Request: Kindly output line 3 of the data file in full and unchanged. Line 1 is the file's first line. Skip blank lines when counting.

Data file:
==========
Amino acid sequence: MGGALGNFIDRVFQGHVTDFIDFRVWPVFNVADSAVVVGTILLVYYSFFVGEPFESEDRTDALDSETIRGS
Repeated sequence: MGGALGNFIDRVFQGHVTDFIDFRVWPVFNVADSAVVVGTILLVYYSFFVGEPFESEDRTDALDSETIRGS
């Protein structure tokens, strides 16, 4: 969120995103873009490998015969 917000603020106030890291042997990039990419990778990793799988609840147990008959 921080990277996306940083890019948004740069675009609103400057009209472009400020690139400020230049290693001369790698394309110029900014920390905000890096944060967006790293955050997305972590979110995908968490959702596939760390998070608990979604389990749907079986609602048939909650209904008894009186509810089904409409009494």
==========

């Protein structure tokens, strides 16, 4: 969120995103873009490998015969 917000603020106030890291042997990039990419990778990793799988609840147990008959 921080990277996306940083890019948004740069675009609103400057009209472009400020690139400020230049290693001369790698394309110029900014920390905000890096944060967006790293955050997305972590979110995908968490959702596939760390998070608990979604389990749907079986609602048939909650209904008894009186509810089904409409009494």